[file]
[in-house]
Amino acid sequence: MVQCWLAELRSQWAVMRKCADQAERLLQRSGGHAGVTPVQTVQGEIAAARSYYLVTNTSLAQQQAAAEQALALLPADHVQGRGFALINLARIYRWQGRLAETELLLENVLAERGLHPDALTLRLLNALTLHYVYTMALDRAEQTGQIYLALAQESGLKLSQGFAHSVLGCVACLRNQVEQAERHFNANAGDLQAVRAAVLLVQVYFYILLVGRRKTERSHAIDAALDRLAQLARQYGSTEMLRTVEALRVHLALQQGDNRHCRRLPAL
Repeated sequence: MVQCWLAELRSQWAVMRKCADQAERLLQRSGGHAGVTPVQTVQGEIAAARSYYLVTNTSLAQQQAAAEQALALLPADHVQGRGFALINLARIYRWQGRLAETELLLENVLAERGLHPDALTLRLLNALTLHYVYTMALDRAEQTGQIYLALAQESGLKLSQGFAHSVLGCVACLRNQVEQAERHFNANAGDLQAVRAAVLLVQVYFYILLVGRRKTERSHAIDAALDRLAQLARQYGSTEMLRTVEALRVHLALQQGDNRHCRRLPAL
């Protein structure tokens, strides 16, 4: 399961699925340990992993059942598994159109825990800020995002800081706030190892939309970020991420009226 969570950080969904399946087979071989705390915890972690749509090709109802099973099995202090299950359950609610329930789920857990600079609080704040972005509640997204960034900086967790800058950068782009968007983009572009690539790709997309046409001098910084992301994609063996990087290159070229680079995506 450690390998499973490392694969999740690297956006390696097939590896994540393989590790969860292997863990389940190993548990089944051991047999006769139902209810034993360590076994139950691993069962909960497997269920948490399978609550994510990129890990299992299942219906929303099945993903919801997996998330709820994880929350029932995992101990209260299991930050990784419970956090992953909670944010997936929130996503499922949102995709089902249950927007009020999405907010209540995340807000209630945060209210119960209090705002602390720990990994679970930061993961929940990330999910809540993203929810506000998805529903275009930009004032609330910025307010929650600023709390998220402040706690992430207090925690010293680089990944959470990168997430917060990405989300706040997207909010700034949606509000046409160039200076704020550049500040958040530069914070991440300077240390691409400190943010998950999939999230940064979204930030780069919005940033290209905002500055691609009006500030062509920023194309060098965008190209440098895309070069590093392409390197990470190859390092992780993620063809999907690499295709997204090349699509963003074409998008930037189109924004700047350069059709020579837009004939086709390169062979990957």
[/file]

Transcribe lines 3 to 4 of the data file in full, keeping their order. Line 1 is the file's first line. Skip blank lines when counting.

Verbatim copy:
Repeated sequence: MVQCWLAELRSQWAVMRKCADQAERLLQRSGGHAGVTPVQTVQGEIAAARSYYLVTNTSLAQQQAAAEQALALLPADHVQGRGFALINLARIYRWQGRLAETELLLENVLAERGLHPDALTLRLLNALTLHYVYTMALDRAEQTGQIYLALAQESGLKLSQGFAHSVLGCVACLRNQVEQAERHFNANAGDLQAVRAAVLLVQVYFYILLVGRRKTERSHAIDAALDRLAQLARQYGSTEMLRTVEALRVHLALQQGDNRHCRRLPAL
């Protein structure tokens, strides 16, 4: 399961699925340990992993059942598994159109825990800020995002800081706030190892939309970020991420009226 969570950080969904399946087979071989705390915890972690749509090709109802099973099995202090299950359950609610329930789920857990600079609080704040972005509640997204960034900086967790800058950068782009968007983009572009690539790709997309046409001098910084992301994609063996990087290159070229680079995506 450690390998499973490392694969999740690297956006390696097939590896994540393989590790969860292997863990389940190993548990089944051991047999006769139902209810034993360590076994139950691993069962909960497997269920948490399978609550994510990129890990299992299942219906929303099945993903919801997996998330709820994880929350029932995992101990209260299991930050990784419970956090992953909670944010997936929130996503499922949102995709089902249950927007009020999405907010209540995340807000209630945060209210119960209090705002602390720990990994679970930061993961929940990330999910809540993203929810506000998805529903275009930009004032609330910025307010929650600023709390998220402040706690992430207090925690010293680089990944959470990168997430917060990405989300706040997207909010700034949606509000046409160039200076704020550049500040958040530069914070991440300077240390691409400190943010998950999939999230940064979204930030780069919005940033290209905002500055691609009006500030062509920023194309060098965008190209440098895309070069590093392409390197990470190859390092992780993620063809999907690499295709997204090349699509963003074409998008930037189109924004700047350069059709020579837009004939086709390169062979990957």